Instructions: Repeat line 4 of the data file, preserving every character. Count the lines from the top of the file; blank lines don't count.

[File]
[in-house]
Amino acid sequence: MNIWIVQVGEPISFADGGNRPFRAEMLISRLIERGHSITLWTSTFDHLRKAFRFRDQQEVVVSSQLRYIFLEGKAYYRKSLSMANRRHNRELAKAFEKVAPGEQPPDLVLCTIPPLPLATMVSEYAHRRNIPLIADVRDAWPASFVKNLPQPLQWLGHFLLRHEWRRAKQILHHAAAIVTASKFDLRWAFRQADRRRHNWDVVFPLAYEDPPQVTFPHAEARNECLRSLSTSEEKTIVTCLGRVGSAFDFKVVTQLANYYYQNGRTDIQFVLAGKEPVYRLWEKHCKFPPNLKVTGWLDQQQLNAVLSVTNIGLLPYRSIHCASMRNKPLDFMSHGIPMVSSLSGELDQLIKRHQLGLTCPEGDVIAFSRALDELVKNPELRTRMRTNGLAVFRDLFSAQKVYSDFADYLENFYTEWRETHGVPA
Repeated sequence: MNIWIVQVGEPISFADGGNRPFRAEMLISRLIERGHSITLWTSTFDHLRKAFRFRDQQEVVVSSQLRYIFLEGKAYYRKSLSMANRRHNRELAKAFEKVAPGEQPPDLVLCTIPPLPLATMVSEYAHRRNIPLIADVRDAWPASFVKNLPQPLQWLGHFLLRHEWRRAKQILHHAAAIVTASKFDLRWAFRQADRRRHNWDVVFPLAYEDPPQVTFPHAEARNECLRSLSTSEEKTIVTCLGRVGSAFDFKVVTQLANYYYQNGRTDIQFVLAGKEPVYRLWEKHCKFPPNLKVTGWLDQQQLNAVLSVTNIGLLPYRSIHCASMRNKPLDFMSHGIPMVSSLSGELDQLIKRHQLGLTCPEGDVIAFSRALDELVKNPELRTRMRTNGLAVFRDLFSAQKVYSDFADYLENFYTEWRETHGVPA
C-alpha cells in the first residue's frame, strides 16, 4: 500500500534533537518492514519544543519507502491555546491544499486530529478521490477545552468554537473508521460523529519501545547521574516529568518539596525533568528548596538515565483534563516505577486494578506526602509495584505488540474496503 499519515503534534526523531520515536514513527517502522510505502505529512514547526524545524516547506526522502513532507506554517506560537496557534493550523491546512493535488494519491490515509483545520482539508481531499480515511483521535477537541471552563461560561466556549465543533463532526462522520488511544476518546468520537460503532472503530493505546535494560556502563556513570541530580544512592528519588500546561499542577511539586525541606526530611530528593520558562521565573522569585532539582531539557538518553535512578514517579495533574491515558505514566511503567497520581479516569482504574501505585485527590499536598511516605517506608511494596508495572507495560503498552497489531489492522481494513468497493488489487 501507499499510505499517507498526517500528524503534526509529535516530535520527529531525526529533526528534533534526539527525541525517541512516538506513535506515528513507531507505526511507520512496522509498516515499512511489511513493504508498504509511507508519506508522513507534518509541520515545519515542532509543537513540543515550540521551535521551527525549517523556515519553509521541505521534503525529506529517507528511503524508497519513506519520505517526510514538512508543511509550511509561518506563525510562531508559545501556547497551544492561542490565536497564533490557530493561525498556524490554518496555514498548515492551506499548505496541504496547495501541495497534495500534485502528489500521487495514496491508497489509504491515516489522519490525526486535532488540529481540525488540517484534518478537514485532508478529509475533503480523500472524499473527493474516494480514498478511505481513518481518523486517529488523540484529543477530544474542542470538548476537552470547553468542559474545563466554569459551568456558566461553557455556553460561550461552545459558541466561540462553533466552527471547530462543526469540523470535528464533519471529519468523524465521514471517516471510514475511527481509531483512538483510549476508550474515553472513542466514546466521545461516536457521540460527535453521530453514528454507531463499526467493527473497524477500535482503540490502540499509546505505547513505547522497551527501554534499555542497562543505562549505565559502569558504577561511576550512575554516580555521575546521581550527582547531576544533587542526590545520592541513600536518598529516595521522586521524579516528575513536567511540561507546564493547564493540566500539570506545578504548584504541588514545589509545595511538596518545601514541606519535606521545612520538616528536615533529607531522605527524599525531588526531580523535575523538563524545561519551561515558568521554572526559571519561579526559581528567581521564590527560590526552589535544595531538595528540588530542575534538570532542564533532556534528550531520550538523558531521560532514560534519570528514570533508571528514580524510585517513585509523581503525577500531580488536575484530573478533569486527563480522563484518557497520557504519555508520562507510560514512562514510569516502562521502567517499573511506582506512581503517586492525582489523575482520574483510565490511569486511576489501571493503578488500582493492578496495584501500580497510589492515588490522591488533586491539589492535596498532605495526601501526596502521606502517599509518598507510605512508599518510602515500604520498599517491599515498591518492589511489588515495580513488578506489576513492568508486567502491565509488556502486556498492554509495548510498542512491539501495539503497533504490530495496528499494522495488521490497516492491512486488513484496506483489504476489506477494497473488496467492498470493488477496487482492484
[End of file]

C-alpha cells in the first residue's frame, strides 16, 4: 500500500534533537518492514519544543519507502491555546491544499486530529478521490477545552468554537473508521460523529519501545547521574516529568518539596525533568528548596538515565483534563516505577486494578506526602509495584505488540474496503 499519515503534534526523531520515536514513527517502522510505502505529512514547526524545524516547506526522502513532507506554517506560537496557534493550523491546512493535488494519491490515509483545520482539508481531499480515511483521535477537541471552563461560561466556549465543533463532526462522520488511544476518546468520537460503532472503530493505546535494560556502563556513570541530580544512592528519588500546561499542577511539586525541606526530611530528593520558562521565573522569585532539582531539557538518553535512578514517579495533574491515558505514566511503567497520581479516569482504574501505585485527590499536598511516605517506608511494596508495572507495560503498552497489531489492522481494513468497493488489487 501507499499510505499517507498526517500528524503534526509529535516530535520527529531525526529533526528534533534526539527525541525517541512516538506513535506515528513507531507505526511507520512496522509498516515499512511489511513493504508498504509511507508519506508522513507534518509541520515545519515542532509543537513540543515550540521551535521551527525549517523556515519553509521541505521534503525529506529517507528511503524508497519513506519520505517526510514538512508543511509550511509561518506563525510562531508559545501556547497551544492561542490565536497564533490557530493561525498556524490554518496555514498548515492551506499548505496541504496547495501541495497534495500534485502528489500521487495514496491508497489509504491515516489522519490525526486535532488540529481540525488540517484534518478537514485532508478529509475533503480523500472524499473527493474516494480514498478511505481513518481518523486517529488523540484529543477530544474542542470538548476537552470547553468542559474545563466554569459551568456558566461553557455556553460561550461552545459558541466561540462553533466552527471547530462543526469540523470535528464533519471529519468523524465521514471517516471510514475511527481509531483512538483510549476508550474515553472513542466514546466521545461516536457521540460527535453521530453514528454507531463499526467493527473497524477500535482503540490502540499509546505505547513505547522497551527501554534499555542497562543505562549505565559502569558504577561511576550512575554516580555521575546521581550527582547531576544533587542526590545520592541513600536518598529516595521522586521524579516528575513536567511540561507546564493547564493540566500539570506545578504548584504541588514545589509545595511538596518545601514541606519535606521545612520538616528536615533529607531522605527524599525531588526531580523535575523538563524545561519551561515558568521554572526559571519561579526559581528567581521564590527560590526552589535544595531538595528540588530542575534538570532542564533532556534528550531520550538523558531521560532514560534519570528514570533508571528514580524510585517513585509523581503525577500531580488536575484530573478533569486527563480522563484518557497520557504519555508520562507510560514512562514510569516502562521502567517499573511506582506512581503517586492525582489523575482520574483510565490511569486511576489501571493503578488500582493492578496495584501500580497510589492515588490522591488533586491539589492535596498532605495526601501526596502521606502517599509518598507510605512508599518510602515500604520498599517491599515498591518492589511489588515495580513488578506489576513492568508486567502491565509488556502486556498492554509495548510498542512491539501495539503497533504490530495496528499494522495488521490497516492491512486488513484496506483489504476489506477494497473488496467492498470493488477496487482492484